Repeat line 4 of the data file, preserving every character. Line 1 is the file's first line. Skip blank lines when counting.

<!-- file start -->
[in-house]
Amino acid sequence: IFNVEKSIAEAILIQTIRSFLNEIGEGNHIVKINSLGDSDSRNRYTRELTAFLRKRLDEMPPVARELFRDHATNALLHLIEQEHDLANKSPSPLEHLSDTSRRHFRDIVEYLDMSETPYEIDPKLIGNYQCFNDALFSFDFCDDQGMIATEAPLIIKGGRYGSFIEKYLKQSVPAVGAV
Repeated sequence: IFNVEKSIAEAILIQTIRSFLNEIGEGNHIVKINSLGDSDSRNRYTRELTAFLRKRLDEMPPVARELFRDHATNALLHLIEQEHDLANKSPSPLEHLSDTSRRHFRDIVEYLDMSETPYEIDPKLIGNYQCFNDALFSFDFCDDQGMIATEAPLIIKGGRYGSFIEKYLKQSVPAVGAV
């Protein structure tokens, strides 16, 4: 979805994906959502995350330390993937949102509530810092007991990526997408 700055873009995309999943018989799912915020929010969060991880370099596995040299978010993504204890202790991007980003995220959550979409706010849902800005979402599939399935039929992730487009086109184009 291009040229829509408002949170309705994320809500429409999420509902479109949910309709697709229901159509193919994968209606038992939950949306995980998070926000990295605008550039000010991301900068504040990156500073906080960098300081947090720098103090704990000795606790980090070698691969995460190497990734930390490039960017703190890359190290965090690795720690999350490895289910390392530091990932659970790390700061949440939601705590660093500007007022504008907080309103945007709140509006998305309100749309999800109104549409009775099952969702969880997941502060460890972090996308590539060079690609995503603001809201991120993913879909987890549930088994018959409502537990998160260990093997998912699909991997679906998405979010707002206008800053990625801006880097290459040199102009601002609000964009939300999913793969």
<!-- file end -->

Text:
């Protein structure tokens, strides 16, 4: 979805994906959502995350330390993937949102509530810092007991990526997408 700055873009995309999943018989799912915020929010969060991880370099596995040299978010993504204890202790991007980003995220959550979409706010849902800005979402599939399935039929992730487009086109184009 291009040229829509408002949170309705994320809500429409999420509902479109949910309709697709229901159509193919994968209606038992939950949306995980998070926000990295605008550039000010991301900068504040990156500073906080960098300081947090720098103090704990000795606790980090070698691969995460190497990734930390490039960017703190890359190290965090690795720690999350490895289910390392530091990932659970790390700061949440939601705590660093500007007022504008907080309103945007709140509006998305309100749309999800109104549409009775099952969702969880997941502060460890972090996308590539060079690609995503603001809201991120993913879909987890549930088994018959409502537990998160260990093997998912699909991997679906998405979010707002206008800053990625801006880097290459040199102009601002609000964009939300999913793969």